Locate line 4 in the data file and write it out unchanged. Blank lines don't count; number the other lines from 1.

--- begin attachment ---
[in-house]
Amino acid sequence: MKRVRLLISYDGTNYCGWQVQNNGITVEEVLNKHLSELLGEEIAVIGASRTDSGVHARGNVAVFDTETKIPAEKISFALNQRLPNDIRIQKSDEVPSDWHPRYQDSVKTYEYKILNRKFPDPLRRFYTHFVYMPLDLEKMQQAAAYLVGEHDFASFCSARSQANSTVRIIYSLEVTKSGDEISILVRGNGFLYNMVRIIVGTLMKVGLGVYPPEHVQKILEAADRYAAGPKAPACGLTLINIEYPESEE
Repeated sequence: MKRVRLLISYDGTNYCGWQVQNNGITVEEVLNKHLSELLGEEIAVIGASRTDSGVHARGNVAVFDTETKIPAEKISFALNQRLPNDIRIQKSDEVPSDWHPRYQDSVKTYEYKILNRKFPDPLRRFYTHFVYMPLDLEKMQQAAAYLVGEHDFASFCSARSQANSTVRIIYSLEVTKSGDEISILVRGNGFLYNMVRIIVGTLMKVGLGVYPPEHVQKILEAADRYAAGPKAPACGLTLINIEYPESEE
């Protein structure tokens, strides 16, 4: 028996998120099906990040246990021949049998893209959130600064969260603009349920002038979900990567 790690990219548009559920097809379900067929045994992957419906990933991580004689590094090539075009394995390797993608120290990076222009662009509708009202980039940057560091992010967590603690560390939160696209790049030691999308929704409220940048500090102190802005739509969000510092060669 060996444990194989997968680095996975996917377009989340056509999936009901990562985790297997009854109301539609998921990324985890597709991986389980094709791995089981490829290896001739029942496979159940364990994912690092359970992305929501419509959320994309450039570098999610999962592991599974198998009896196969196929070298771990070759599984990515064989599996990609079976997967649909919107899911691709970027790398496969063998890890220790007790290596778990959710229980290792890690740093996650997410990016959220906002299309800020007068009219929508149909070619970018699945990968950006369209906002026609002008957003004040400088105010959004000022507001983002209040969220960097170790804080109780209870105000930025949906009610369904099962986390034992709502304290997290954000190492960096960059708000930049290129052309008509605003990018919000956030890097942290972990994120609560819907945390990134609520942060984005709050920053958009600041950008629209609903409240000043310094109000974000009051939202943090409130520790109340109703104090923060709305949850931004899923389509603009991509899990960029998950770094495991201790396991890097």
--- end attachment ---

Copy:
């Protein structure tokens, strides 16, 4: 028996998120099906990040246990021949049998893209959130600064969260603009349920002038979900990567 790690990219548009559920097809379900067929045994992957419906990933991580004689590094090539075009394995390797993608120290990076222009662009509708009202980039940057560091992010967590603690560390939160696209790049030691999308929704409220940048500090102190802005739509969000510092060669 060996444990194989997968680095996975996917377009989340056509999936009901990562985790297997009854109301539609998921990324985890597709991986389980094709791995089981490829290896001739029942496979159940364990994912690092359970992305929501419509959320994309450039570098999610999962592991599974198998009896196969196929070298771990070759599984990515064989599996990609079976997967649909919107899911691709970027790398496969063998890890220790007790290596778990959710229980290792890690740093996650997410990016959220906002299309800020007068009219929508149909070619970018699945990968950006369209906002026609002008957003004040400088105010959004000022507001983002209040969220960097170790804080109780209870105000930025949906009610369904099962986390034992709502304290997290954000190492960096960059708000930049290129052309008509605003990018919000956030890097942290972990994120609560819907945390990134609520942060984005709050920053958009600041950008629209609903409240000043310094109000974000009051939202943090409130520790109340109703104090923060709305949850931004899923389509603009991509899990960029998950770094495991201790396991890097």